Quote:
Originally Posted by DXM1 View Post
@Sob

...Your students get as you say "one fits all" education in school. They do not get individual education that is supposed to work for them uniquely because they do not study alone long enough to understand what works and what doesnt. You have to learn how to LEARN if that makes sense. You can have 1000 students and 1000 ways to learn. You will not be able to accomodate for all of these people in the school system. They are supposed to individually find out how to be successful students, and this takes long hours and years of work.

Regarding problem solving.... its not about individual problems and i never made that claim. The actual information that is being taught is completely irrelevant. The point is to expose a student to thousands of problems so they can start to see patterns on how those problems are solved and make connections. Under such a learning system, a student is capable of solving any complex issue they haven't encountered before. The current system DOES NOT provide enough exposure to these problems. Simply put not enough homework and work in general in the classrooms.

...I never said the system is perfect. Did you miss all the posts I made advocating for harder exams and more hours of school work? That is my proposed solution, one that works in other countries. Show me in what country throwing money has helped this issue.

...

Standardized tests are the most important because thats how your kid gets a job when they get into the real world. And that is the only tangible measure of success compared to other students. That is not to say that musicians, artists, and athletes cannot be successful. But it is much harder to make a good wage and have a stable living when you are in any of these professions compared to academic based careers.
Schools today are NOT "one size fits all". In the school where I was principal (and that entire system...the 11th largest in the nation) we had:
General education; full GT, GT-base (sort of a GT-lite where instead of taking all GT courses, students took 2 classes they were particularly strong in); English for second-language learners; and special education that was very specialized per student need.

For 1,000 students there are not 1,000 ways to learn. But no institution of any type, anywhere could accommodate learners who learned a thousand different ways. And in most foreign countries, there is far less teaching to various learning styles than there is here.

Yes, learning problem solving skills is one of the most important aspects of learning. But it is not the only important aspect of learning. Learning a cultural basis of where you live and the world is, more often than not, not about problem solving. You have to have a framework of knowledge before you can get to any real degree of problem solving.

In terms of reduced amounts of homework, two things. First, more homework is not necessarily better homework. If a child "gets" how to do long division, 100 problems per night is any more effective than 20 problems per night. And you forget where most of the impetus for reducing homework loads comes from -- PARENTS.
 
Old 10-27-2011, 01:44 PM
 
Location: Northglenn, CO
521 posts, read 691,837 times
Reputation: 1141
I was voting yes on this all the way until I read the last line of ". . . and allowing the additional tax revenues to be collected, kept, and spent notwithstanding any limitations provided by law?"

That says all you need to know about politics. Make 99% of the law sound amazing to the average voter then screw them in the last line of the bill.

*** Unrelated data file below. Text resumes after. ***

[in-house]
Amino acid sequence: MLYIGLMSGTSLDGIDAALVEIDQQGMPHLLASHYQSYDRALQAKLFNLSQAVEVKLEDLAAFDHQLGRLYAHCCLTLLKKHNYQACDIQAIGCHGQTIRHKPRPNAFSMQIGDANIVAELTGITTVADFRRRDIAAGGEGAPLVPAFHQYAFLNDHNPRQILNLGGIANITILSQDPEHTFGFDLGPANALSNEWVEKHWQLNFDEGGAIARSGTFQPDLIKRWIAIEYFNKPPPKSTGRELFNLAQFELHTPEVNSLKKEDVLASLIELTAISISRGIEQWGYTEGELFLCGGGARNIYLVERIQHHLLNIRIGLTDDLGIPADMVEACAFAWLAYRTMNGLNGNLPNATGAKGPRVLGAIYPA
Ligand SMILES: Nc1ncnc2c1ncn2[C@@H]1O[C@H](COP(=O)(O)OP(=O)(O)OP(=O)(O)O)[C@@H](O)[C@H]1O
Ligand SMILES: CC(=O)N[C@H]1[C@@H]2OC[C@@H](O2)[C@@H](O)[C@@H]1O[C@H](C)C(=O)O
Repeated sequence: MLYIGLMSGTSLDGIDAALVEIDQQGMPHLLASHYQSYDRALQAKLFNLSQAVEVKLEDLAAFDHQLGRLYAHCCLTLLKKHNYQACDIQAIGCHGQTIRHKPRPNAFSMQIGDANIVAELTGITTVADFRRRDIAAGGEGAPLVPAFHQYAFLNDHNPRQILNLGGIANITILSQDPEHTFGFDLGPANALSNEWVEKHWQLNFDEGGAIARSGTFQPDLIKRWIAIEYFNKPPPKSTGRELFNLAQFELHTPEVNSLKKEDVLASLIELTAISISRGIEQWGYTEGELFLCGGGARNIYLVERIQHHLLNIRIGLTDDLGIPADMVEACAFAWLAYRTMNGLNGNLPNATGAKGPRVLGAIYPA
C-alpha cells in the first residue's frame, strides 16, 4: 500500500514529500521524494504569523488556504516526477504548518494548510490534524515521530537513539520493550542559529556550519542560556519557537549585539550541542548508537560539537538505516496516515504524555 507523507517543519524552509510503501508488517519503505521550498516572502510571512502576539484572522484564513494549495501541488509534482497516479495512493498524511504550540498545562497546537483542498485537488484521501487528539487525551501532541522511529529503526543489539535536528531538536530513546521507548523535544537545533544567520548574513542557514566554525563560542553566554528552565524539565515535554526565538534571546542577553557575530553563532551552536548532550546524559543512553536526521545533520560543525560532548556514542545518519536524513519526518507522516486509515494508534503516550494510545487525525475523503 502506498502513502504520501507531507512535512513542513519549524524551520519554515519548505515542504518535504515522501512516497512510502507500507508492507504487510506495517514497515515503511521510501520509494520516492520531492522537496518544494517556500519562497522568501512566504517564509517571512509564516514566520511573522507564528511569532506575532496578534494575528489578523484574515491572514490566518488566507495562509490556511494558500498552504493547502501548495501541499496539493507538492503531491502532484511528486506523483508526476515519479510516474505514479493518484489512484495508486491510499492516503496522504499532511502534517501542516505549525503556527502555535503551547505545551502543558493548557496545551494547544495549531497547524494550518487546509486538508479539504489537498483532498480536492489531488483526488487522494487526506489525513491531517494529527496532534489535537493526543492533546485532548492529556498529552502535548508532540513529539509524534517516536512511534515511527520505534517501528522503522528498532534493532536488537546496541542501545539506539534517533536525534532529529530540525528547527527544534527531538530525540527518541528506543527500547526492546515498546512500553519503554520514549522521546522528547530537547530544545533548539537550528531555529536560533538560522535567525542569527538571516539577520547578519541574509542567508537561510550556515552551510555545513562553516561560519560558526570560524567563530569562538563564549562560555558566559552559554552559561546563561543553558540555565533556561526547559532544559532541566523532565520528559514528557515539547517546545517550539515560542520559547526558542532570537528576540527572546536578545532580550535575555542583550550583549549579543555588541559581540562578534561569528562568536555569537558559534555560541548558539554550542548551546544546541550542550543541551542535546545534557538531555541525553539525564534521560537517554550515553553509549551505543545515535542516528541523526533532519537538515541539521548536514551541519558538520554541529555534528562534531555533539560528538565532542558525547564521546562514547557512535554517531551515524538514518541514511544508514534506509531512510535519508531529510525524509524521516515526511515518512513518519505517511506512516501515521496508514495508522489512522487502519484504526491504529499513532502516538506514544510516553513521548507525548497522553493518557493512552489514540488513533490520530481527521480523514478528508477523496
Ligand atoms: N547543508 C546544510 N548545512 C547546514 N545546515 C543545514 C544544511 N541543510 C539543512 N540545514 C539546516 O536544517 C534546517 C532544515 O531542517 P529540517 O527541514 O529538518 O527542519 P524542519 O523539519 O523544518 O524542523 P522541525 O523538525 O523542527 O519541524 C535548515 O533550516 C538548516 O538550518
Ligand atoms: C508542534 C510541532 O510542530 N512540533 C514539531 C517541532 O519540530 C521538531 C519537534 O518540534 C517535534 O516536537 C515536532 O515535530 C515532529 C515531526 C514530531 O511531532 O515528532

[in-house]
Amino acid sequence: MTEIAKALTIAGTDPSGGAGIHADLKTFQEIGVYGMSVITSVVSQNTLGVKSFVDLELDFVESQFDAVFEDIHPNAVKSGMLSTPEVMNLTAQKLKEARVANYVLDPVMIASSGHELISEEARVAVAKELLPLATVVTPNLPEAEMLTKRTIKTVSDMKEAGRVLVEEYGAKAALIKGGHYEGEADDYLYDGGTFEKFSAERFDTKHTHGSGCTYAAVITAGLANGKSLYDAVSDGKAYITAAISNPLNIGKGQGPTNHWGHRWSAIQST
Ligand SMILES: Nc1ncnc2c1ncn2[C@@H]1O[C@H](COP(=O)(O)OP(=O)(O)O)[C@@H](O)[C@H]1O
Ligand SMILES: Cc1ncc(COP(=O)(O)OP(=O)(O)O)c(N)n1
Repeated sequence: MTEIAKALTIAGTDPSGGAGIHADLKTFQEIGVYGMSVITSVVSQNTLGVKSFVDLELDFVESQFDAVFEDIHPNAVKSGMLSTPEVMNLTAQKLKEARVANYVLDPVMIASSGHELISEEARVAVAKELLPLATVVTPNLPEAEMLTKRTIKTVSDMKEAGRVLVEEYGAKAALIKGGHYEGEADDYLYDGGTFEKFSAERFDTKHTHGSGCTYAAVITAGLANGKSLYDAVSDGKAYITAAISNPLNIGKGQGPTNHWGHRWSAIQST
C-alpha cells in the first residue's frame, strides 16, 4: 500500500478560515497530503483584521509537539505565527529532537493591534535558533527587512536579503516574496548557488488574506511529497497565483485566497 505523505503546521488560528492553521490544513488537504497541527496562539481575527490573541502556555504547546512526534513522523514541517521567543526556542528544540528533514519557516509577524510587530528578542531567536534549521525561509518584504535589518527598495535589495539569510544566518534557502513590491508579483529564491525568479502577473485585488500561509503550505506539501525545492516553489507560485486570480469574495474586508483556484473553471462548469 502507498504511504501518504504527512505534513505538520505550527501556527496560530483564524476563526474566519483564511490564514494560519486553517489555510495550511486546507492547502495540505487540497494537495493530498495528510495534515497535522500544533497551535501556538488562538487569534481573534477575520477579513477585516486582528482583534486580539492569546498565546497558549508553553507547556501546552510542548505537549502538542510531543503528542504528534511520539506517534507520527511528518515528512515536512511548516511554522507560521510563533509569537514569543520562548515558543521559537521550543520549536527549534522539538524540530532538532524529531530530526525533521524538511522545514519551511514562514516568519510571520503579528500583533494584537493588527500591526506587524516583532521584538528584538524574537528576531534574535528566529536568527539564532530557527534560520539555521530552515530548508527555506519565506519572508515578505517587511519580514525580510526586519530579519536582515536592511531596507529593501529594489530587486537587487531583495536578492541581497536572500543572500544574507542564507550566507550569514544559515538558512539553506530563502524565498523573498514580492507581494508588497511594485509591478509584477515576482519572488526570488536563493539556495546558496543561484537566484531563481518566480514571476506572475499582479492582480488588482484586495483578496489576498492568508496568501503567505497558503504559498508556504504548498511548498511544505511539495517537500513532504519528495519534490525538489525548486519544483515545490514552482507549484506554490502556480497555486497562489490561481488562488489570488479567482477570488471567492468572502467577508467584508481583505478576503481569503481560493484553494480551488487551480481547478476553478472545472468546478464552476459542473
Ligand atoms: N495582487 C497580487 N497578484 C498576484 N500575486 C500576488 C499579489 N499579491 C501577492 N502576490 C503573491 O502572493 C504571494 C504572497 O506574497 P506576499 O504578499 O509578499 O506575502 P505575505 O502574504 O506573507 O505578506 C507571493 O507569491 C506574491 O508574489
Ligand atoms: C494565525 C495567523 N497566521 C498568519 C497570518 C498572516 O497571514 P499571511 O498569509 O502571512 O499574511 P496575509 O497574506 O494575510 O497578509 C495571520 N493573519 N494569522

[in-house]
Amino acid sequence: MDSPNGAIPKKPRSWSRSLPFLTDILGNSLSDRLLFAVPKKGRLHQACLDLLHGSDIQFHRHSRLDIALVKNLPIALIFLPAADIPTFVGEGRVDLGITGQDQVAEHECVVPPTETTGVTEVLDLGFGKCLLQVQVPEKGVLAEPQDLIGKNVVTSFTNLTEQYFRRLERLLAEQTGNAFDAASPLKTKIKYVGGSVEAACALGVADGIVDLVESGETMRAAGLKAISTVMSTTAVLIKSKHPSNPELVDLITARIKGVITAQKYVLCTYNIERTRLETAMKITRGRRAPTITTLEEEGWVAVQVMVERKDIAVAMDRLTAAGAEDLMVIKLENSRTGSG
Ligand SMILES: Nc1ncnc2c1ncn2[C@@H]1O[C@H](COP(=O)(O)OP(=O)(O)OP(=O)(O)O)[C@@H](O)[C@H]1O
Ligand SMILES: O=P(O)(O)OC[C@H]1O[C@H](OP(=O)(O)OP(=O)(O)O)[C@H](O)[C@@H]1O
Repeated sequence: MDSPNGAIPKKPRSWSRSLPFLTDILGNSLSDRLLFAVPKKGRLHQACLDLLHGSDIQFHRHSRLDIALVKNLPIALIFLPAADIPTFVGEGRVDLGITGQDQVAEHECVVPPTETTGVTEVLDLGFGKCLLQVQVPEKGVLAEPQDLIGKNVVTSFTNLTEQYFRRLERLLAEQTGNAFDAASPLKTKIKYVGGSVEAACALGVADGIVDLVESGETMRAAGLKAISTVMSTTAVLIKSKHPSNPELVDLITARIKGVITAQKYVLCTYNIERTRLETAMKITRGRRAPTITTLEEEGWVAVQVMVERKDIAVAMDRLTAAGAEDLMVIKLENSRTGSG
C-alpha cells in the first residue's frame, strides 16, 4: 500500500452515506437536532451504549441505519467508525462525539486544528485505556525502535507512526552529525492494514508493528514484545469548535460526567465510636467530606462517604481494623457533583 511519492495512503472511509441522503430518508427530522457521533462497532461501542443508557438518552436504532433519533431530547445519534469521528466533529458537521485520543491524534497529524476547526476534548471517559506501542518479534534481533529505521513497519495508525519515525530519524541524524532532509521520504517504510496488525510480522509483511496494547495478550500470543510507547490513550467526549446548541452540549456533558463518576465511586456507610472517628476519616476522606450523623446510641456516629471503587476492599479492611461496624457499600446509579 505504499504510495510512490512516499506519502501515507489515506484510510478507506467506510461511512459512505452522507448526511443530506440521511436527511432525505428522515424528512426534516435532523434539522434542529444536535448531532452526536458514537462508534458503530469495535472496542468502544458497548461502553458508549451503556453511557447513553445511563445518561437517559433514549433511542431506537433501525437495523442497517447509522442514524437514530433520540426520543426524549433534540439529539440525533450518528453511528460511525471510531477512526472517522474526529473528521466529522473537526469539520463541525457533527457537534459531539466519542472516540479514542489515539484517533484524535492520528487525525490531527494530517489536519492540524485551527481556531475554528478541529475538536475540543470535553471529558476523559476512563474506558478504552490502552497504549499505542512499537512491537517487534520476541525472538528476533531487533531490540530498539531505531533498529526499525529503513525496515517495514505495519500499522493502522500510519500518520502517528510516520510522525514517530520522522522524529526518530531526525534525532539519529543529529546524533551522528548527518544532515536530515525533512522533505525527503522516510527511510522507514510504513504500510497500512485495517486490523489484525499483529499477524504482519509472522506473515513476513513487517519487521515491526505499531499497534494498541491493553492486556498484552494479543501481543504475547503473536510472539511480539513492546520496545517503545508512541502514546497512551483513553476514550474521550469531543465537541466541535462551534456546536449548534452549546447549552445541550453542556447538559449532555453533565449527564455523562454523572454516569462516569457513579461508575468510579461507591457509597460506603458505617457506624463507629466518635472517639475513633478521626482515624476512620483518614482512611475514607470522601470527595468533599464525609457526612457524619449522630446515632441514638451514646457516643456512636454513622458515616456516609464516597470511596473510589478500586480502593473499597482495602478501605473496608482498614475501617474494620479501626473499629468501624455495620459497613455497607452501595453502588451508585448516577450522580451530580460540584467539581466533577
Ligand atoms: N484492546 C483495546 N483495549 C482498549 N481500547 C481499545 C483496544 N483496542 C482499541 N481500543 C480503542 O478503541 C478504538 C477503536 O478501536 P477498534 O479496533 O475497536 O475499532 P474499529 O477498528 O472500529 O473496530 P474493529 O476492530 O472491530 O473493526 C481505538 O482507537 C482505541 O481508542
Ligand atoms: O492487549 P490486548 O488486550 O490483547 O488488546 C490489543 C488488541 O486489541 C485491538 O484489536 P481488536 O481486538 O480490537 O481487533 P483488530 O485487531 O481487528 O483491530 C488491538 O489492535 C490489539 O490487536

Old 10-27-2011, 04:10 PM
 
8,317 posts, read 25,099,702 times
Reputation: 9065
Quote:
Originally Posted by SkiScree View Post
I was voting yes on this all the way until I read the last line of ". . . and allowing the additional tax revenues to be collected, kept, and spent notwithstanding any limitations provided by law?"

That says all you need to know about politics. Make 99% of the law sound amazing to the average voter then screw them in the last line of the bill.
The last line of the initiative is necessary, thanks to the 1992 TABOR Amendment of the Colorado Constitution. Without it, the revenue increase would likely be found unconstitutional--even if it was the intent of the electorate to enact it. And the TABOR Amendment was not crafted by the politicians; it was crafted by a non-practicing ex-California attorney from Colorado Springs. It was so poorly and vaguely written that it has been litigated in the courts almost continually since its enactment. Buried in the lofty language of the TABOR Amendment was also a lot of stuff designed mainly to protect the drafter's personal pecuniary interests--so much for ideological purity.
 
Old 10-28-2011, 04:52 PM
 
704 posts, read 1,439,715 times
Reputation: 629
I voted no, and I'll be surprised if it gets 40% of the statewise vote.
 
Old 10-30-2011, 12:39 AM
 
625 posts, read 1,150,431 times
Reputation: 569
Quote:
Standardized tests are the most important because thats how your kid gets a job when they get into the real world.
This is a joke, right? People skills, time management, project management skills, technical skills, absolutely. Standardized tests? I have never in my life heard of an employer who relied on these for hiring decisions!
 
Old 10-30-2011, 10:48 AM
 
Location: Colorado Springs
18,889 posts, read 8,873,507 times
Reputation: 18296
Quote:
Originally Posted by docwatson View Post
This is a joke, right? People skills, time management, project management skills, technical skills, absolutely. Standardized tests? I have never in my life heard of an employer who relied on these for hiring decisions!
I agree, Doc.

Standardized test results and high school grades might get one into college, but after that they become pretty much irrelevant. And, after one gets their first "real" job, even college transcripts become increasingly unimportant, as real-life work experiences take precedence.

The one place where I saw standardized test scores make a real difference is in how college admissions offices look at students from some school districts. But there I'm not talking about the individual's scores, I'm talking about how well the school district does overall.